Wayne Gretzky Leads Call to Ban Russia From Playing in World Junior Hockey Tourney


Wayne Gretzky, seen here in 2016, is calling on the sport’s governing body to ban Russia from playing in the 2022 World Junior Ice Hockey Championships.Photo: Jeff Vinnick/NHLI/Getty Images

Wayne Gretzky is calling on the sport’s governing body to ban Russia from playing in 2022 World Junior Ice Hockey Championships, which are due to take place in Edmonton in August.

“I think international hockey should say we are not going to let them play in the World Juniors hockey tournament,” Gretzky, 61, said in an interview with TNT,  the U.S.-based sports station where he works as a broadcaster.

As a player, Gretzky led Team Canada against the Russian team in many international tournaments, including the 1978 world juniors. “I think we as Canadians need to take that stance since the games are going to be played in Edmonton.”

The International Ice Hockey Federation said it condemns Russia’s invasion of Ukraine and announced today that the sport’s international governing body has suspended Russia and Belarus hockey players “from every age category in international play until further notice.”

When Russia invaded Ukraine last week, the world responded quickly with economic sanctions that are inflicting real pain on Vladimir Putin, his wealthy supports and the Russian economy.

Now several major organizations are adding their support to Ukraine by officially banning Russian athletes from competing in international tournaments.

Today FIFA and UEFA, two of soccer’s most influential governing bodies, jointly announced that Russia teams have been suspended from playing in international or European competitions until further notice.

In a statement, the two groups say they hope “that the situation in Ukraine will improve significantly and rapidly so that football can again be a vector for unity and peace amongst people.”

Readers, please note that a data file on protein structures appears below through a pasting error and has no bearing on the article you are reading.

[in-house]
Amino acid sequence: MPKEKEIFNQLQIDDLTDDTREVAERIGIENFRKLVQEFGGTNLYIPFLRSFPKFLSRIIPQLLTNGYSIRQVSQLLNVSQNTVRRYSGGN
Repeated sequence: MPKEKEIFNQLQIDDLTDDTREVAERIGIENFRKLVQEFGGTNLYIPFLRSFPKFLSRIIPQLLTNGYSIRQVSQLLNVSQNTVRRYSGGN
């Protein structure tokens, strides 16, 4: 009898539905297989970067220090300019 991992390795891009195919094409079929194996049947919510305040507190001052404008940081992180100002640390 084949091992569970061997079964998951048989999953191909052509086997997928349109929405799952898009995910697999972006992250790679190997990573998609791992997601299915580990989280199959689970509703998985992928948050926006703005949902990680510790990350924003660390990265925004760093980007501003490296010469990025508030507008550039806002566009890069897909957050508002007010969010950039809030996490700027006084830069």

The International Olympic Committee added its powerful name to the ban, recommending that “international sports federations and sports event organizers not invite or allow the participation of Russian and Belarusian athletes and officials in international competitions.”

These bans, as well as the massive outpouring of support for Ukraine and its beleaguered people, are making life difficult for athletes who ply their trade in North American pro leagues, especially hockey superstar Alex Ovechkin, who plays for the Washington Capitals.

It’s ironic that Gretzky, the all-time leading scorer, is calling out Russia, while Ovechkin, who may one day pass Gretzky’s scoring records, is drawing heat for a controversial interview he did in which he called for peace and basically played the role of dumb jock.

“It’s a hard situation,” said the 36-year-old who often plays for his home country in tournaments, implying that he can’t criticize Putin for fear of reprisals. “I have family back in Russia and it is scary moments, but we can’t do anything.”

But when Ovechkin was asked about his relationship with Putin, he grew evasive, saying, “Well, he is my president. But how I said, I am not in politics. I am an athlete and you know, how I said, I hope everything is going to be done soon.”



Ovechkin’s answer provoked an angry reaction, especially from people who note that he has openly campaigned for Putin during his elections and has, in the past, provided shout-outs to the Russian president on his Instagram feed.

Former NHL goalie Dominic Hasek was incensed by Ovechkin’s dissimilation, tweeting that the NHL must “immediately suspend contracts for all Russian players.”

“Every athlete represents not only himself and his club,” says the Czech-born Hall of Fame goalie. “But also his country and its values and actions. That is a fact. If the NHL does not do so, it has indirect co-responsibility for the dead in Ukraine.

The climate of anger against Russia and its athletes has grown in intensity to such an extent that TSN is reporting that some are asking the NHL to provide extra protection when they travel.